Mississippi poultry producer Sanderson Farms has been listed in a lawsuit filed by the Department of Justice on Monday.
Sanderson Farms, along with two other chicken processing plants, a data firm, and the firm’s president to are being instructed to end a conspiracy to exchange information about wages and benefits for poultry processing plant workers and collaborate with their competitors on compensation decisions.
It is alleged that two of the poultry processors engaged in deceptive practices known as the “tournament system” to adjust a chicken grower’s base payment based on how well the grower performs relative to other growers, which is a violation of the Packers and Stockyards Act.
In addition, the DOJ filed proposed consent decrees with Sanderson Farms, Webber, Meng, Sahl, and Company (WMS) and its President, G. Jonathan Meng, as well as Cargill Inc., Cargill Meat Solutions Corporation, and Wayne Farms LLC.
“Through a brazen scheme to exchange wage and benefit information, these poultry processors stifled competition and harmed a generation of plant workers who face demanding and sometimes dangerous conditions to earn a living,” said Principal Deputy Assistant Attorney General Doha Mekki of the Justice Department’s Antitrust Division. “Today’s action puts companies and individuals on notice: the Antitrust Division will use all of its available legal authorities to address anticompetitive conduct that harms consumers, workers, farmers, and other American producers.”
If the consent decree is approved by the court, WMS would be banned from providing surveys or other services that facilitate the sharing of competitively sensitive information in any industry. Jonathan Meng, WMS’s President, will also be held subject to the terms of the consent decree in his individual capacity.
The proposed consent decree with processors Cargill, Sanderson Farms, and Wayne Farms would prohibit them from sharing competitively sensitive information about poultry processing plant workers’ pay. It would also:
- Impose on the poultry processors a court-appointed compliance monitor who, for the next decade, will ensure their compliance with the terms of the proposed decree.
- Grant the court-appointed monitor broad authority to ensure their compliance with all federal antitrust laws as they relate to their poultry processing facilities, workers at their poultry processing plants, chicken growers, integrated poultry feed, hatcheries, transportation of poultry and poultry products, and the sale of poultry and submit regular reports on the processors’ antitrust compliance.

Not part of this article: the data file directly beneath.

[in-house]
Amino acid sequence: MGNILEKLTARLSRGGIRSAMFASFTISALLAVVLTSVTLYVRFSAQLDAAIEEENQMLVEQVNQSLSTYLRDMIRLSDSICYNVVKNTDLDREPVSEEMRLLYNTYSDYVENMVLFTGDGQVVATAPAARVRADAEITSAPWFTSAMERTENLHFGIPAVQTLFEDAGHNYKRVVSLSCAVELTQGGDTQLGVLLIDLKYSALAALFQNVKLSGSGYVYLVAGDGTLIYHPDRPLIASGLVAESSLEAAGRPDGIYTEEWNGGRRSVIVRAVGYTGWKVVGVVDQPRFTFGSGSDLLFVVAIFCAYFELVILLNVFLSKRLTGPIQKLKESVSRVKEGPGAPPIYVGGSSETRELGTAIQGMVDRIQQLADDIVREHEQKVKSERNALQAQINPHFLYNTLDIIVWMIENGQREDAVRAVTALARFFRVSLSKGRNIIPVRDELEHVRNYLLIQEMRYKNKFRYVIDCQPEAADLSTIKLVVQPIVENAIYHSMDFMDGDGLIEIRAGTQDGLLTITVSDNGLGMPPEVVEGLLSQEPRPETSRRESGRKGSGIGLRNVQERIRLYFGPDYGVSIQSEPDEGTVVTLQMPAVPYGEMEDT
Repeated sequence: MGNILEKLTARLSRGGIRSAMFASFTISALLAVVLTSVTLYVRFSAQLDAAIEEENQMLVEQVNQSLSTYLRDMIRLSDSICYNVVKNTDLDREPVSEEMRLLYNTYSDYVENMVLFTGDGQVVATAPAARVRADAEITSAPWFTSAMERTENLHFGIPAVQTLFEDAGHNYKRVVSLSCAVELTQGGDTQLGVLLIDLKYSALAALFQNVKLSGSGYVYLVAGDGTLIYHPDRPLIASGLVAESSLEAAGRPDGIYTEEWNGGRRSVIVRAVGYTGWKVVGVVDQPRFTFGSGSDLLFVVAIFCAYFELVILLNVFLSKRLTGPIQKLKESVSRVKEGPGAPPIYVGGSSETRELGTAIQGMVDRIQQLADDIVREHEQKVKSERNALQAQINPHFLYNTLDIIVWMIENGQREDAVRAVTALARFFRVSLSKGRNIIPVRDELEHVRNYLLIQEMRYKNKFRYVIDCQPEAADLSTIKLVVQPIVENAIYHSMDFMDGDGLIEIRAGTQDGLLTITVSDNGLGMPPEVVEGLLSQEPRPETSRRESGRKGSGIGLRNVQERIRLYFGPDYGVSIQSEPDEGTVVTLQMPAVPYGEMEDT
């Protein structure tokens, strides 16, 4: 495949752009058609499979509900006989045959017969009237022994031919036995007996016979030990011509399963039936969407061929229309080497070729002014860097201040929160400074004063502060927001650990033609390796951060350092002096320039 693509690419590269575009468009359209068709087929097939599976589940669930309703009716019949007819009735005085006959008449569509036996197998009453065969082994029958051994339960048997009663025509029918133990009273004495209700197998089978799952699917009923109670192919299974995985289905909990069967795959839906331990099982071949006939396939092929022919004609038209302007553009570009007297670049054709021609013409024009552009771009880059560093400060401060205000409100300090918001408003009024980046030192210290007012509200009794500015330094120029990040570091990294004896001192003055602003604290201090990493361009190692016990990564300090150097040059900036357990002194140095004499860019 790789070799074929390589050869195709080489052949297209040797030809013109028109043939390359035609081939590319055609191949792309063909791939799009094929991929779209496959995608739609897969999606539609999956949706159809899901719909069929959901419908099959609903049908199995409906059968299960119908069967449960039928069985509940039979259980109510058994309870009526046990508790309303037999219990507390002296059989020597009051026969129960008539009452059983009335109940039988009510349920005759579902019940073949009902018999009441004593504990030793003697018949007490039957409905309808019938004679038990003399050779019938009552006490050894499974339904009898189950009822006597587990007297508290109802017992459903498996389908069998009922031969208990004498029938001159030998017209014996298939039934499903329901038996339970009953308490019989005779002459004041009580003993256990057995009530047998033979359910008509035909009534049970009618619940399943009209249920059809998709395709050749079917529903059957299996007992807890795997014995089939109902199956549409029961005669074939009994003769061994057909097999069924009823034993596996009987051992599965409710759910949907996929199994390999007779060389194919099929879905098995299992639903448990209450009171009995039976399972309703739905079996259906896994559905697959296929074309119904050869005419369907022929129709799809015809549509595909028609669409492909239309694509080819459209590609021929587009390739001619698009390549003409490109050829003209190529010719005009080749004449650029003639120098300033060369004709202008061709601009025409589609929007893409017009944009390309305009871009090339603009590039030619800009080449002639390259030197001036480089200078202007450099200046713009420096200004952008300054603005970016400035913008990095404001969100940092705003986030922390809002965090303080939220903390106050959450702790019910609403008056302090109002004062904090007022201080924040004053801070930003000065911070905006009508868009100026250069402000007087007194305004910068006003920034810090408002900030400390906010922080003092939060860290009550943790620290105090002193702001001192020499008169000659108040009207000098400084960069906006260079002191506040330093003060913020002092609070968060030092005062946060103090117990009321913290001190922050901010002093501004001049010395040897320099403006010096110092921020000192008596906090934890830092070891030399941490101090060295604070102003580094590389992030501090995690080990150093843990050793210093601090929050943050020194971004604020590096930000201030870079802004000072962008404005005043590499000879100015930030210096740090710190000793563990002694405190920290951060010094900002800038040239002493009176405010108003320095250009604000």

- Permit the Antitrust Division to inspect the processors’ facilities and interview their employees to ensure compliance with the consent decree.
- Require the companies to commit to pay $84.8 million, collectively, in restitution for poultry processing plant workers who were harmed by the information exchange conspiracy.
These terms would expire 10 years after the consent decree is approved by the court.
Further, the proposed consent decree with Sanderson Farms and Wayne Farms would resolve alleged violations of the Packers and Stockyards Act, which prohibits, among other things, deceptive practices in poultry markets. In allocating this financial risk to their chicken growers, Sanderson Farms and Wayne Farms failed to provide information that would have allowed their growers to evaluate and manage their financial risk. The proposed consent decree would:
- Prevent Sanderson Farms and Wayne Farms from penalizing chicken growers by reducing their base payments as a result of relative performance, while still allowing for incentives, bonuses, and other types of payments to growers.
- Require expanded information disclosures in grower contracts, consistent with proposed transparency rules set out by the USDA.
- Prohibit retaliation against growers who raise antitrust concerns with the court-appointed compliance monitor or the government.
“I’m so pleased to see the close partnership between the Department of Agriculture (USDA) and the Justice Department has led to enforcement that is good for farmers,” said USDA Senior Advisor for Fair and Competitive Markets Andy Green. “This resolution yields significant reforms to the poultry tournament system, including ending one of its most troubling aspects around deceptive base prices, and enhancing transparency in contracting, earnings, and inputs that will protect and benefit growers — as USDA has proposed in our Packers & Stockyard Act rule-making.”